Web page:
Valentine’s Day history is not all chocolates and roses

The emergence of pink hearts, chocolate and gifts signals that Valentine’s Day is around the corner. Couples spend time finding the perfect gift while planning the perfect date. However, the cutesy holiday we all recognize was not always celebrated with chocolates and roses.

Some say that Valentine’s Day morphed out of a Roman holiday called Lupercalia. One of the first known festivals held in 44 BC was a celebration honoring Lupa, the mother of Romulus and Remus. It took place every year on Feb. 15 and contained some pretty bizarre rituals by today’s standards.

Priests, called Luperci, directed the rites that began with the sacrifice of two male goats and a dog. The young Luperci were then anointed with sacrificial blood using wool soaked in milk. Afterward, a large feast took place, during which the Luperci cut strips out of the dog and goat hides called februa (this originated from an earlier ceremony and is where February got its name). The hides were used to whip young girls and women to increase fertility, prevent sterility and reduce the pain of giving birth.

As bizarre as these rituals were, they are only a piece of the history of Valentine’s Day. There are three recognized saints with the name Valentine or Valentinus whom share similar stories of martyrdom within the Catholic Church. There are several theories about the murder of Valentine. Some say it’s because he was secretly performing marriages for young men, which was prohibited by Claudius II, the emperor of Rome around 270 AD. Others say it’s because Valentine fell in love with Claudius’ daughter while imprisoned, and he sent her a love letter on his execution day signed from your Valentine. It was not until the 14th century that Valentine’s Day became associated with love, according to Borgna Brunner, researcher and writer for infoplease.com.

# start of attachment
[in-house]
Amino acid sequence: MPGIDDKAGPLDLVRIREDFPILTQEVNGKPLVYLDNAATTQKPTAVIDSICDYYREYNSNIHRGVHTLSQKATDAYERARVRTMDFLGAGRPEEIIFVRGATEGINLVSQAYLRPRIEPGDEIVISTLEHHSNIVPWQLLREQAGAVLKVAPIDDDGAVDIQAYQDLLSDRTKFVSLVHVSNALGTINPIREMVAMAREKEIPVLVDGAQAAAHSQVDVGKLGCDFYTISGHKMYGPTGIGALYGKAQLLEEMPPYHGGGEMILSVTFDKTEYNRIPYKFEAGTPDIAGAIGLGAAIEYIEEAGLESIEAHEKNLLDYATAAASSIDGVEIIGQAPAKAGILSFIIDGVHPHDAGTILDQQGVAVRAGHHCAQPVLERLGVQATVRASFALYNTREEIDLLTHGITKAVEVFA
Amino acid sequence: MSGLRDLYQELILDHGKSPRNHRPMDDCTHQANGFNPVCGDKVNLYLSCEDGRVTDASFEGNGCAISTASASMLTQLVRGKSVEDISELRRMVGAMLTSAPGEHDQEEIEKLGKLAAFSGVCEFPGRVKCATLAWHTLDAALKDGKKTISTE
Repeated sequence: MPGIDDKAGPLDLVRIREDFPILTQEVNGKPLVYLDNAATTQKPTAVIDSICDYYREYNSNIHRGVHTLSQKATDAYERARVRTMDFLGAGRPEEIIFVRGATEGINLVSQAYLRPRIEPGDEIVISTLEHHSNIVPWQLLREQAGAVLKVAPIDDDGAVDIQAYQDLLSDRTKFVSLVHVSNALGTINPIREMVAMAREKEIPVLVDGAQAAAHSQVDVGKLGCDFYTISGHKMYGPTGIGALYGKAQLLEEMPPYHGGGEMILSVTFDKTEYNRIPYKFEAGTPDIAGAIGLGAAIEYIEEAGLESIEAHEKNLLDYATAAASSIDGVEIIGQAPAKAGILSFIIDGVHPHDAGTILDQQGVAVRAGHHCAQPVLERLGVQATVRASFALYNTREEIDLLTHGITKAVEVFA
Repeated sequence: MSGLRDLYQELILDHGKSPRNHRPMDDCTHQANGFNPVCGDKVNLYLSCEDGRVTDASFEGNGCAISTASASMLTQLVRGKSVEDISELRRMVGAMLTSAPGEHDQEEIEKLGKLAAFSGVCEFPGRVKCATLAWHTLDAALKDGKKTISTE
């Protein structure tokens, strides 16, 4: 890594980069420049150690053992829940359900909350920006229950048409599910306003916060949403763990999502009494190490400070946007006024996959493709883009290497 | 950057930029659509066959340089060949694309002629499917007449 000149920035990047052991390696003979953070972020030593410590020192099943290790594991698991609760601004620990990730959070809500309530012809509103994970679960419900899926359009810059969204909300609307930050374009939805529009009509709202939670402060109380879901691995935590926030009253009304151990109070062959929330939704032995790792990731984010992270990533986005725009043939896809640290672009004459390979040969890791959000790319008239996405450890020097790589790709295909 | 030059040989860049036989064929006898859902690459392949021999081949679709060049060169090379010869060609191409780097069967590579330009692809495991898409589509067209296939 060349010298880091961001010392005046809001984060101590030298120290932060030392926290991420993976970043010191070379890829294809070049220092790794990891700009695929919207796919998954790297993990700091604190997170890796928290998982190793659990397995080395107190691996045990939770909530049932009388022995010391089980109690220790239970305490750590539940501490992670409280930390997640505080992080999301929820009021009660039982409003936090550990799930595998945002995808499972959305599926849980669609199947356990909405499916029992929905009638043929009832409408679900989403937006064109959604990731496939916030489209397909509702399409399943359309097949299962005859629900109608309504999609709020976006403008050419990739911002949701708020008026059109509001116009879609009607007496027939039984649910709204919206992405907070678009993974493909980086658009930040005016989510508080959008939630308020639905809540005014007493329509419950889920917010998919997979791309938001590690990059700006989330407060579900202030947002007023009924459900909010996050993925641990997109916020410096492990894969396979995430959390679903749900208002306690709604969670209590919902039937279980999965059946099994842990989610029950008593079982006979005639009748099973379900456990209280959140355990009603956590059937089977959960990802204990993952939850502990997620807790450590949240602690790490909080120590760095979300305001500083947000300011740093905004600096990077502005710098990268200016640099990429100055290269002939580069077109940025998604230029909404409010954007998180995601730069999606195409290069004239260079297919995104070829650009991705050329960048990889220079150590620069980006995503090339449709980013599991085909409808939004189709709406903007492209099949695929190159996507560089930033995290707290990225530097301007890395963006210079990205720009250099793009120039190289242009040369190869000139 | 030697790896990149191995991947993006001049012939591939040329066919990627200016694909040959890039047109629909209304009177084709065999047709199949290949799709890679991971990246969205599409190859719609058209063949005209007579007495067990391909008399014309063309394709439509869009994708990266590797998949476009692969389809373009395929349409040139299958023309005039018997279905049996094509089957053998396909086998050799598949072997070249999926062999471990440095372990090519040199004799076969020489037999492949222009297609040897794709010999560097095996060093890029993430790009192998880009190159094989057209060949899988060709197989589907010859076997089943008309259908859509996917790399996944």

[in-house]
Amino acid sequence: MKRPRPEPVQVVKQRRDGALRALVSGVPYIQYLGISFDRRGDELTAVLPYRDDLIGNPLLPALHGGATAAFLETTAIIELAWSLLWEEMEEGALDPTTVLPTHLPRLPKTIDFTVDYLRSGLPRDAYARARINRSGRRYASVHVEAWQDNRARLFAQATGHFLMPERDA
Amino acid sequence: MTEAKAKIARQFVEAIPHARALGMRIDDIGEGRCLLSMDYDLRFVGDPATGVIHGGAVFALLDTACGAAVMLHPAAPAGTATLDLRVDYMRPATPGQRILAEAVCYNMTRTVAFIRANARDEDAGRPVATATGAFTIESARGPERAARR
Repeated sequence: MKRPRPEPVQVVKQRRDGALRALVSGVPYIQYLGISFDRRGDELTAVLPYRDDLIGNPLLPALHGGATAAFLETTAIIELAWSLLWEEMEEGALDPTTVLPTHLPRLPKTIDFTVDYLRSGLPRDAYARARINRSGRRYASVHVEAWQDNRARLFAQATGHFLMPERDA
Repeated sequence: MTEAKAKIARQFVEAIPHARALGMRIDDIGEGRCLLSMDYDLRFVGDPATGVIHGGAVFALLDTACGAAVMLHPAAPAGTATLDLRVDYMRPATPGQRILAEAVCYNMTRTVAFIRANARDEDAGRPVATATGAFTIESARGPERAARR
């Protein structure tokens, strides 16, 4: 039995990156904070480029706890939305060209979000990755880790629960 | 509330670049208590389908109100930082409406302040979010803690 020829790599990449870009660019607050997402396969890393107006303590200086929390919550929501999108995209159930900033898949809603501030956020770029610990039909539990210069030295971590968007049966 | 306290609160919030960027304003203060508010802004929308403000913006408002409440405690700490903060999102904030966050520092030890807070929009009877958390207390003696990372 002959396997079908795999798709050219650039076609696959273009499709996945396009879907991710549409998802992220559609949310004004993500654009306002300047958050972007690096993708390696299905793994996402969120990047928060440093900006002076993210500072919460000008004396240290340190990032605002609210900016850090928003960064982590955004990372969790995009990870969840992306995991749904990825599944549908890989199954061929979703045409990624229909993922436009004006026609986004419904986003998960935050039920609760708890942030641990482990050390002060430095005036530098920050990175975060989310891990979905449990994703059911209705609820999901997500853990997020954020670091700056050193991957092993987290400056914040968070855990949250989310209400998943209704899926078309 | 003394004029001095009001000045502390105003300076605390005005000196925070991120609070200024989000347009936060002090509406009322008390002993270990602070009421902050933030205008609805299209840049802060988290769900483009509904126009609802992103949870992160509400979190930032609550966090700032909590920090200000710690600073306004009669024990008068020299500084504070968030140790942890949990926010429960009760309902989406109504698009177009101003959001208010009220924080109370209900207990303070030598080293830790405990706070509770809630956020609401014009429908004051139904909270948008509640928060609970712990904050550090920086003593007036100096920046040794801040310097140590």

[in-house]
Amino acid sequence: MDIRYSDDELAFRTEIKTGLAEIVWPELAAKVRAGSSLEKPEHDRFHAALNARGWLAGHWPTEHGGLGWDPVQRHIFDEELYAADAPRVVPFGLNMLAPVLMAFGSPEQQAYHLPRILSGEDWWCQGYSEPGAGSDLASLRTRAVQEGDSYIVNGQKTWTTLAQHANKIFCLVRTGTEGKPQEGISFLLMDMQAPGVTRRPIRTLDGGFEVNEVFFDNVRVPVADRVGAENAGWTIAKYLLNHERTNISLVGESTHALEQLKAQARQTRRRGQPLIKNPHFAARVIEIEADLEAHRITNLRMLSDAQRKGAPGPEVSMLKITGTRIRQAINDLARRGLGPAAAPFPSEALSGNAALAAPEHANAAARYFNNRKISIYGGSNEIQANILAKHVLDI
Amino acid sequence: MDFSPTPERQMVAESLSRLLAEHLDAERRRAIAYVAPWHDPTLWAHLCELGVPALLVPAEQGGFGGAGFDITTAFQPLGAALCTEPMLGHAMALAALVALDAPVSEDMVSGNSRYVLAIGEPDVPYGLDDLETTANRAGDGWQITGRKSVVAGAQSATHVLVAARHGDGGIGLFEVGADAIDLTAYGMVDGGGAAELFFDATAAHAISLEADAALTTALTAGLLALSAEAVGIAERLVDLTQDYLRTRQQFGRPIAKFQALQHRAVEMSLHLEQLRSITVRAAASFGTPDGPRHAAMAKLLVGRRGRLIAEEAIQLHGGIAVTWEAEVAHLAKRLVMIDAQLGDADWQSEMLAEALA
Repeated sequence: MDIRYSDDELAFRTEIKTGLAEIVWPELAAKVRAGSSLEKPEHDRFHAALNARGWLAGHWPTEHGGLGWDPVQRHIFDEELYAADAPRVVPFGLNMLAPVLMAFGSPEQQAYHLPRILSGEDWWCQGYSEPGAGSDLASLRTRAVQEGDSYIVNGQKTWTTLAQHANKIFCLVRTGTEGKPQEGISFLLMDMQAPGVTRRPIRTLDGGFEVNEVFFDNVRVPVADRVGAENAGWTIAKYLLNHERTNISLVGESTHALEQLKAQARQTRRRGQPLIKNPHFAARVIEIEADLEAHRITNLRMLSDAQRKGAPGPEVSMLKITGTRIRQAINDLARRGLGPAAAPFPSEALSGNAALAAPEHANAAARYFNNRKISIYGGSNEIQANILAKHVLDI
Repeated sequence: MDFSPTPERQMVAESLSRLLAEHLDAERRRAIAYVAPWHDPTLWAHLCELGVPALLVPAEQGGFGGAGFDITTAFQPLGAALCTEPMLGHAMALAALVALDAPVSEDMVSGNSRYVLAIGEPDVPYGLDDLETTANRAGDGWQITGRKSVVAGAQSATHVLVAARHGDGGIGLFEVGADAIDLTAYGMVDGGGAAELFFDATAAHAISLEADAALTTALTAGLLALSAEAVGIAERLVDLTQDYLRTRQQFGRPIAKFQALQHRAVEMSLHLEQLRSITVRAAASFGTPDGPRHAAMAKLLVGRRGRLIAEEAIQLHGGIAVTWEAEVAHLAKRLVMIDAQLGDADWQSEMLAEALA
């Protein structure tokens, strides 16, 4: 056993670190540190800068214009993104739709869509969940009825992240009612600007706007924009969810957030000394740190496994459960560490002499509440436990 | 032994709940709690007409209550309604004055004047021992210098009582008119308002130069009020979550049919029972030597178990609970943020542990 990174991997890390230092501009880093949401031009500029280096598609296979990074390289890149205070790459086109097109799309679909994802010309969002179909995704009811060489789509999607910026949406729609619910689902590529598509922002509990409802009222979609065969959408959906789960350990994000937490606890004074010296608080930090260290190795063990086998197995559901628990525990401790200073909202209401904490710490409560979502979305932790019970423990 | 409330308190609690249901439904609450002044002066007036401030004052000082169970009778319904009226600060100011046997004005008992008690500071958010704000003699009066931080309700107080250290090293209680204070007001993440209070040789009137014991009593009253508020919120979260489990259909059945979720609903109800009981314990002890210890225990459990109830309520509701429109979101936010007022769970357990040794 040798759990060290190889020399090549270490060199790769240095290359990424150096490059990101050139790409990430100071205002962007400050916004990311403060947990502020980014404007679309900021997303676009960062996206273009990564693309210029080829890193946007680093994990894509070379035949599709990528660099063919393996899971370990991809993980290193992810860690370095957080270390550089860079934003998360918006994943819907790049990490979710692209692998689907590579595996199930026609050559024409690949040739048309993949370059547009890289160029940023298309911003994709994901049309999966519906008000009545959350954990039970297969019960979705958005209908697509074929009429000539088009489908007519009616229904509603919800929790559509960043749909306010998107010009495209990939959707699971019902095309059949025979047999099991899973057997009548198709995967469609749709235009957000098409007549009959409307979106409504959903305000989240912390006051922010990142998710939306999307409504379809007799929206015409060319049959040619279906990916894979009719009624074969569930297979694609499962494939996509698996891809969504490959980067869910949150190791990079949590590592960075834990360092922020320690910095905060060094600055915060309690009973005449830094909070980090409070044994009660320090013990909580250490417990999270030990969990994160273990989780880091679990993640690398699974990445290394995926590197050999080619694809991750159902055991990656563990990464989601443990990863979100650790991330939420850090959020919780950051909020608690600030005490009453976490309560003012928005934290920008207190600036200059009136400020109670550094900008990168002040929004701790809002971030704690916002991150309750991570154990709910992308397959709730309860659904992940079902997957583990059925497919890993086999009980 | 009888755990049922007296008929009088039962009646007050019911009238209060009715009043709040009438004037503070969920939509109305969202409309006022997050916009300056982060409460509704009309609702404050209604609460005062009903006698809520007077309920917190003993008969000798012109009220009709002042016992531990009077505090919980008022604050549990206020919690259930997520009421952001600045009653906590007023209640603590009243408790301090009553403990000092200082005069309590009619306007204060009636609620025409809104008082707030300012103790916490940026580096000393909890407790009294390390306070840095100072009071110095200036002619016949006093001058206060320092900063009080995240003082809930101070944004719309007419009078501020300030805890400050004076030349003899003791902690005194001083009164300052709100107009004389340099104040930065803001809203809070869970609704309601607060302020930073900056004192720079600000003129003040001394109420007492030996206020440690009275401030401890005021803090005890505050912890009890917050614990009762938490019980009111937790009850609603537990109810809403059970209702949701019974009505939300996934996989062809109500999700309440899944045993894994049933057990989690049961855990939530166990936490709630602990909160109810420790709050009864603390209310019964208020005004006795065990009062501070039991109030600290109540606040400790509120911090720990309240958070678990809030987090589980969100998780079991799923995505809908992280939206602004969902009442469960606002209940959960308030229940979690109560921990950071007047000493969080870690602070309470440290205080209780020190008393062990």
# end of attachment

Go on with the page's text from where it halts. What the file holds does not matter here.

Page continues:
The great poet Chaucer is cited as the first to associate Valentine’s day with romance in his poem honoring the engagement of Richard II and Anne of Bohemia, wrote Brunner. The popularity of the holiday grew steadily until exploding in 18th century England.

Not long after its success in England, the famed holiday came to the United States. Using methods of mass production, Esther A. Howland popularized the tradition of Valentine cards in the States which turned it into a commercial success. The National Retail Federation estimates that Americans spent 19.7 billion dollars on Valentine’s Day in 2016 alone.

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